Troia, the winner of the Slovenian PowerUp! Competition, is already successfully penetrating markets around the world with its advanced technological knowledge and innovative thinking. With the help of AR glasses, tablets or phones, the Troia AR platform displays computer-generated key data in real time, thus enabling outstanding improvements in terms of operational excellence and quality at work. It offers endless possibilities and business opportunities for all industries and organizations.

“We are extremely happy with the victory, as we competed against really innovative and good solutions. For us, it represents a confirmation of good and hard work, and above all a confirmation of the quality of our solution. The award will help to further develop our own solutions. We believe that the cooperation with EIT InnoEnergy will bring us additional new opportunities, new contacts and greater visibility, with the help of which we will be able to show our solutions to the wider world public, “said Primož Sevčnikar.

At the PowerUp! Slovenia startup SparkLPG presented itself, which is already launching its own product this autumn – LPG system for newer vehicles by injecting the liquid phase of LPG and achieving the highest engine efficiency, safety and savings. It is the result of long development and intellectual property, achieved by an international business team of Simon Štrancar, Thomas van Veen and Darko Obretan.

Among the three Slovenian startups in the PowerUp! There was also Geteco. The company solves the environmental problem of mixed waste plastics, which is not interesting for recycling for utility companies and concessionaires or processing into new innovative products

“We are pleased that the competition was carried out so successfully in such demanding conditions. We presented three startups with really interesting and ‘scalable’ solutions or products. The teams are realistic, with clear goals and, above all, a strong technological basis. Any of the startups can become a serious player in the international market. Slovenian knowledge and entrepreneurship with a partner such as Innoenergy, which brings a strong network of partners and customers, is the reason for our pride and joy that Slovenians will be global players. Globality may seem a bit more remote in these particular times, but we believe startups will be able to do that. As ABC Accelerator, we believe that the region is suitable for great companies and their growth, ” said Bernard Grum, InnoEnergy’s hub manager for Slovenia.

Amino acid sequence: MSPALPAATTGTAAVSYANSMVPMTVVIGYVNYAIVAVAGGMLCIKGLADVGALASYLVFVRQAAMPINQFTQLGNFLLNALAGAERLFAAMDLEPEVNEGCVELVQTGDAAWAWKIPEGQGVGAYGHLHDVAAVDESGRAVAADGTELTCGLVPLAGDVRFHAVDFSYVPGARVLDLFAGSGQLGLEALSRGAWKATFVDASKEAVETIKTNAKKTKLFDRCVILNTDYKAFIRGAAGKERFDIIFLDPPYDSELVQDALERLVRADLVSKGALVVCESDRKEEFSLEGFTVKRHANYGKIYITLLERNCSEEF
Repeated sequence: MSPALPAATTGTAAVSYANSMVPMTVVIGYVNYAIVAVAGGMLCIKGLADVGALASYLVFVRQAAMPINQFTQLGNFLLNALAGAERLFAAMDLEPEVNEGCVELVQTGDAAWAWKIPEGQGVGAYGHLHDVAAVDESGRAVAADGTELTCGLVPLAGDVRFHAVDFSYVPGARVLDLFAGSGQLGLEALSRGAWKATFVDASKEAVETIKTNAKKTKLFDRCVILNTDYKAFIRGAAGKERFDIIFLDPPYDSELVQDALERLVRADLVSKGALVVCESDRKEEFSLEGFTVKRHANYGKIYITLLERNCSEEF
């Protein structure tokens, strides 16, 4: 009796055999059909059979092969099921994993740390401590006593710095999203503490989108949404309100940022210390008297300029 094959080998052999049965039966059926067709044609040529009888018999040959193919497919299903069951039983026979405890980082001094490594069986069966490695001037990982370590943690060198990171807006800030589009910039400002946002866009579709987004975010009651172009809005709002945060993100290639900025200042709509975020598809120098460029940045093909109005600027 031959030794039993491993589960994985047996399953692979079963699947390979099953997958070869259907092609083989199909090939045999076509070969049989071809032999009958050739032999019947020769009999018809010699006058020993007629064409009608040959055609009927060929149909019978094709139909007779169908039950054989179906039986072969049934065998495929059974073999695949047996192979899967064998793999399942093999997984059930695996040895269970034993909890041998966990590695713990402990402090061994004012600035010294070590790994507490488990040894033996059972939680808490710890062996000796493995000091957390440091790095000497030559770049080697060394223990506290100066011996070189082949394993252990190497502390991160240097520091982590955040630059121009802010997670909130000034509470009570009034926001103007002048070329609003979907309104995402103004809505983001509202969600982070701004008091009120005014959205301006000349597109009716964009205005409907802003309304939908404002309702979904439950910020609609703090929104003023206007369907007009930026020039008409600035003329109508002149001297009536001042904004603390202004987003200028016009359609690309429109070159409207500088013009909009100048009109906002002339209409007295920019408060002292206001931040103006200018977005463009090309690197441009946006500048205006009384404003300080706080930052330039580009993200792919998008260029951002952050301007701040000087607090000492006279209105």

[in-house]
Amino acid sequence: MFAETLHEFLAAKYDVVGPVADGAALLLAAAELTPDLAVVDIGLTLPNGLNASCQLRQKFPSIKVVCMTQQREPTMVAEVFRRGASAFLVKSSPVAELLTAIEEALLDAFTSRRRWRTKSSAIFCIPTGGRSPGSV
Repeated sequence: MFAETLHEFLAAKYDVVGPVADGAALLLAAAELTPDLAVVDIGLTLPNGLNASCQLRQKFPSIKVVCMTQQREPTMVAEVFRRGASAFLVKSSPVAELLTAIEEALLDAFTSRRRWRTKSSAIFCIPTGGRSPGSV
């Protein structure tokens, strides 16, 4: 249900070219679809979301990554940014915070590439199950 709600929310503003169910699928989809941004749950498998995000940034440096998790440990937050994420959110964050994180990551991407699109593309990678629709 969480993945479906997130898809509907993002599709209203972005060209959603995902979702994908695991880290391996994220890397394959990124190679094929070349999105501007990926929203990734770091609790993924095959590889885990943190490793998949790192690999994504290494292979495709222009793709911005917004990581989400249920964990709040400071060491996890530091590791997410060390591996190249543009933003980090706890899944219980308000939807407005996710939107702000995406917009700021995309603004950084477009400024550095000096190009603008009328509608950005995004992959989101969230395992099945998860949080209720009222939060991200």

The winners of the national competitions will compete for the main prizes at the international grand final: cash prizes worth up to € 65,000, the CEE startup title of the year and rich incentives from leading partners such as Amazon Web Services, Revolut and SpeedUp Group. The initiative also offers a way to secure millions in investment and to integrate into EIT’s InnoEnergy network, which provides resources, expertise and a wide network of trusted partners that can help companies thrive and achieve global success. A decision on the exact date and venue of the international grand final will be made later and will depend on the easing of government regulations in the region.

Why do startups fail?

Prof. dr. dr. Mitja Ruzzier from the Faculty of Management in Koper, Jose Antonio Morales, entrepreneur and promoter of start-up companies, and Jakob Gajšek, director of the Ljubljana University Incubator and co-founder of ABC Accelerator, the crème de la crème of the Slovenian startup scene, discussed how and why start-ups fail in Slovenia.

As elsewhere in the world, start-ups fail in Slovenia. The question remains what happens after their failure. In Slovenia, neither the ministry nor the other stakeholders have the funds to deal with them,   and their failed hopes, ideas and invested funds.

Unfortunately, new entrepreneurs in Slovenia are no exception to the (un)willingness to learn from the experience of others. However, it is necessary to present a negative experience from time to time, as this may prevent another poorly executed business story.

When asked “Why do startups fail at us?” Mitja Ruzzier replies that it is mainly due to problems with the team that is designing and running the new company. This is followed by a vague understanding of customer needs and the problem that the product is supposed to be solving, wrong estimation of the market size (problem-solution and product-market-fit). Many startups do not take into account indirect competition that meets the same customer needs, and too often we come across nice-to-have solutions. Gajšek adds that most of them fail because they find that there is no market, sometimes they fight or give up because the work is difficult. In reality, they (at least those in the beginning) rarely run out of money but rather motivation, he adds.